Hopper cars are most commonly associated with coal. Coal was among the first and remains the most common commodity carried by rail, so it is no surprise that hoppers remain an important part of the railroad scene. Most model railroads need at least a few of these cars.
Hoppers aren't limited to just coal, however. Gravel, ballast, coke, ore - any number of aggregates can be hauled in hoppers.
The Evolution of the Hopper
The hopper evolved from the gondola in the 1880s and 1890s The addition of... doors and angled slope sheets to facilitate gravity unloading made these cars much more efficient.
The next major evolution wouldn't come until the 1930s when a roof was added and the covered hopper emerged for bulk loading of aggregates which needed to be kept dry. It would take another thirty years before these cars would take the lead on boxcars for hauling common commodities like grain, flour, and cement.
Today, hoppers remain a common freight car, especially in coal service. Gondolas haven't completely gone away, however. Large capacity gondolas which can be unloaded upside down in giant rotary dumpers offer the capacity of a hopper without the maintenance of moving doors.
Many Shapes and Sizes
Hoppers still come in many shapes and sizes, each customized for the load it must carry. Smaller cars tend to carry heavier materials. Coke or woodchip hoppers, for example, can be quite large since these loads are less dense. Ore jennies, a variation on the common hopper, are by comparison quite small but their tonnage capacity may be the same as the coke hopper more than three times its size.
One reason many modelers need a lot of hoppers is that they are commonly found in large blocks on a train. Today a unit train, an entire train for a single customer, is the most common way to move coal. On these trains, all of the cars may be exactly the same except for the road number. Even in early times, solid trains of coal from the mines were common on most railroads. These trains had to be sorted at the yards along the way, however, adding to the cost and time of shipping.
Whether by the carload or by the train, most modelers will find a reason to add some hoppers to their roster. Operations involving hoppers, especially coal mines, are one of the most popular choices in modeling.
The tips below will help you put your hoppers to good use on your model railroad. Of course, a little imagination is all that is required to change many of these themes to work with a quarry, steel mill, power plant, ore dock, etc. All you'll really need to do to your hopper fleet is change the colors of the loads!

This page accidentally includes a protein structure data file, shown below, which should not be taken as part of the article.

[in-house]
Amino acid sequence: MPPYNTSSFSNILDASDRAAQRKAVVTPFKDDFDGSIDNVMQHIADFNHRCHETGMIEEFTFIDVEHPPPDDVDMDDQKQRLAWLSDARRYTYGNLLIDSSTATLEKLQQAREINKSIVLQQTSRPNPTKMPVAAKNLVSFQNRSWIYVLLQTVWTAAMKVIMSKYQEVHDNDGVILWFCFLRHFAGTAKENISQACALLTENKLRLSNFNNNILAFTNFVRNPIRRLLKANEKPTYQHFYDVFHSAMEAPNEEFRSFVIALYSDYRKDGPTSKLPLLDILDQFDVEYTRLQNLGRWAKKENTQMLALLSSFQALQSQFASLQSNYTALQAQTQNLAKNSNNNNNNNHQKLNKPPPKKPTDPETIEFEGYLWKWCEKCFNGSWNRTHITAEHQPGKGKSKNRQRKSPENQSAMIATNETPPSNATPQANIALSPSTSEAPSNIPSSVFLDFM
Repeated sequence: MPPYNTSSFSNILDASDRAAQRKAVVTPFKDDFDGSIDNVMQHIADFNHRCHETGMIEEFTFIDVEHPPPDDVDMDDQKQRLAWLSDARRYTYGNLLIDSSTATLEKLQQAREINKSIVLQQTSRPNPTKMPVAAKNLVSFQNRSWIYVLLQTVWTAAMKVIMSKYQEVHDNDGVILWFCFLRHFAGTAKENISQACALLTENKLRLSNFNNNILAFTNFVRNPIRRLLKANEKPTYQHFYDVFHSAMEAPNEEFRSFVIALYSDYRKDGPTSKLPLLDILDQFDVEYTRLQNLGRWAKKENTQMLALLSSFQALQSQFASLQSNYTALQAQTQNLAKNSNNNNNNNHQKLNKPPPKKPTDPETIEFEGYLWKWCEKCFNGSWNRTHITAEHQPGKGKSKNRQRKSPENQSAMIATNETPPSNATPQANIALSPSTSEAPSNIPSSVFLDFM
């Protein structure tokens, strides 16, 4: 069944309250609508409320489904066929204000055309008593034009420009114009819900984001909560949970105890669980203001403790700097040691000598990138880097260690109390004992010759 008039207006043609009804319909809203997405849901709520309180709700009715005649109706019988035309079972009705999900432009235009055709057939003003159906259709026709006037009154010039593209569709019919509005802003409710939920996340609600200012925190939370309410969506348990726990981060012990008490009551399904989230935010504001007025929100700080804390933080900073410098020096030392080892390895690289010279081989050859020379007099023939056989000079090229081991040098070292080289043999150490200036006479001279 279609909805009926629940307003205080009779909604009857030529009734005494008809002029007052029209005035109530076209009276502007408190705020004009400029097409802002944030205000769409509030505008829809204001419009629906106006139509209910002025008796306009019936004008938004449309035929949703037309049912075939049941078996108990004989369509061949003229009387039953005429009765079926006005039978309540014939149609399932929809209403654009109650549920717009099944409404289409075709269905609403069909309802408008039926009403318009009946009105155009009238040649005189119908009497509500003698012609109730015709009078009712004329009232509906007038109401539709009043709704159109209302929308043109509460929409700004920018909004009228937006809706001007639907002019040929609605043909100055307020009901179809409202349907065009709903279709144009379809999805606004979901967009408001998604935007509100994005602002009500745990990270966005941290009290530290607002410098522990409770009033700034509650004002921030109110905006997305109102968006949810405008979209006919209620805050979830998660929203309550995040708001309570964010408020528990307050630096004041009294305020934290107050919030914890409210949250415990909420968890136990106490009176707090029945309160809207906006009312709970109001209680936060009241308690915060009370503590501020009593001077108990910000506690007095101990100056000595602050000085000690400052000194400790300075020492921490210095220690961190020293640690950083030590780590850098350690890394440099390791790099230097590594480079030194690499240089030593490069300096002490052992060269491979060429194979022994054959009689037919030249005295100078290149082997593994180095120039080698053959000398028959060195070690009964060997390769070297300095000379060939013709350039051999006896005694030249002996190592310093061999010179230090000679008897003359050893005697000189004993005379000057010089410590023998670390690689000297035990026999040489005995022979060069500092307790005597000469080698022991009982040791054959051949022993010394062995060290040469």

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Modeling Hopper Loads
With open cars like hoppers, modeling the load is as important as detailing the car itself. These simple techniques can be used to model any sort of hopper load and in such a way that the loads can be removed and replaced to better replicate operations on your layout.
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Model a Hopper Unloading Shed
Model trains need model industries to serve. This simple hopper unloading building is an easy scratch building project that can help represent a larger industry in a small space.
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The Cumberland Mines Railroad is a prototype which looks like it was designed by a model railroader. This short railroad hauls coal a few miles from mine to river transfer and has no connections with other lines. If you like hoppers and heavy operations in a small railroad with a simple track plan, this could be for you.
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Looking for something a little more traditional for your hoppers? Check out this track plan for a coal-heavy branch line with multiple mines and mountain scenery. A layout like this could be set in any era and would use lots of hopper models.Continue to 5 of 5 below.
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This old operating trick is a simple way to replicate operations without having to actually load and unload your hoppers. Placing the producing and consuming operations on opposite sides of a scenic divider allows hidden connecting tracks to serve both industries. As loaded and empty trains are shuttled back and forth over the scenic portion of the railroad, they always arrive at their destination to find a fresh train waiting to return the other way. This N scale plan shows the concept at work on a small layout, but the concept can be applied to any scale.